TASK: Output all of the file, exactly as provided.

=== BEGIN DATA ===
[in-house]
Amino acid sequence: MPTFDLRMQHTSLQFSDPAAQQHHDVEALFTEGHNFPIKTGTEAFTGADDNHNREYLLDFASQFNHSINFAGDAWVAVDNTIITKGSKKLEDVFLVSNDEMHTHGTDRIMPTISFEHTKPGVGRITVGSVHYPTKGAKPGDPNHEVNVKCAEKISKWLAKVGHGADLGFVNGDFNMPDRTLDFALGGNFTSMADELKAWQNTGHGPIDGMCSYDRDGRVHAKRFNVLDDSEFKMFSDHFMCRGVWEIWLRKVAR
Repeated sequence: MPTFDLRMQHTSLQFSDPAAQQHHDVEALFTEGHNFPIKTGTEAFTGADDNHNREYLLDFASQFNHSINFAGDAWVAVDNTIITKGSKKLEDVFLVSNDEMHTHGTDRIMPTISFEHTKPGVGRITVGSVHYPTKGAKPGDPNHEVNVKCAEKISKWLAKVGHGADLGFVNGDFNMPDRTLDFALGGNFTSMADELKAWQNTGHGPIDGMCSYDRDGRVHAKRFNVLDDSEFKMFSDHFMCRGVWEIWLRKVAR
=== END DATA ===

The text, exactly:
[in-house]
Amino acid sequence: MPTFDLRMQHTSLQFSDPAAQQHHDVEALFTEGHNFPIKTGTEAFTGADDNHNREYLLDFASQFNHSINFAGDAWVAVDNTIITKGSKKLEDVFLVSNDEMHTHGTDRIMPTISFEHTKPGVGRITVGSVHYPTKGAKPGDPNHEVNVKCAEKISKWLAKVGHGADLGFVNGDFNMPDRTLDFALGGNFTSMADELKAWQNTGHGPIDGMCSYDRDGRVHAKRFNVLDDSEFKMFSDHFMCRGVWEIWLRKVAR
Repeated sequence: MPTFDLRMQHTSLQFSDPAAQQHHDVEALFTEGHNFPIKTGTEAFTGADDNHNREYLLDFASQFNHSINFAGDAWVAVDNTIITKGSKKLEDVFLVSNDEMHTHGTDRIMPTISFEHTKPGVGRITVGSVHYPTKGAKPGDPNHEVNVKCAEKISKWLAKVGHGADLGFVNGDFNMPDRTLDFALGGNFTSMADELKAWQNTGHGPIDGMCSYDRDGRVHAKRFNVLDDSEFKMFSDHFMCRGVWEIWLRKVAR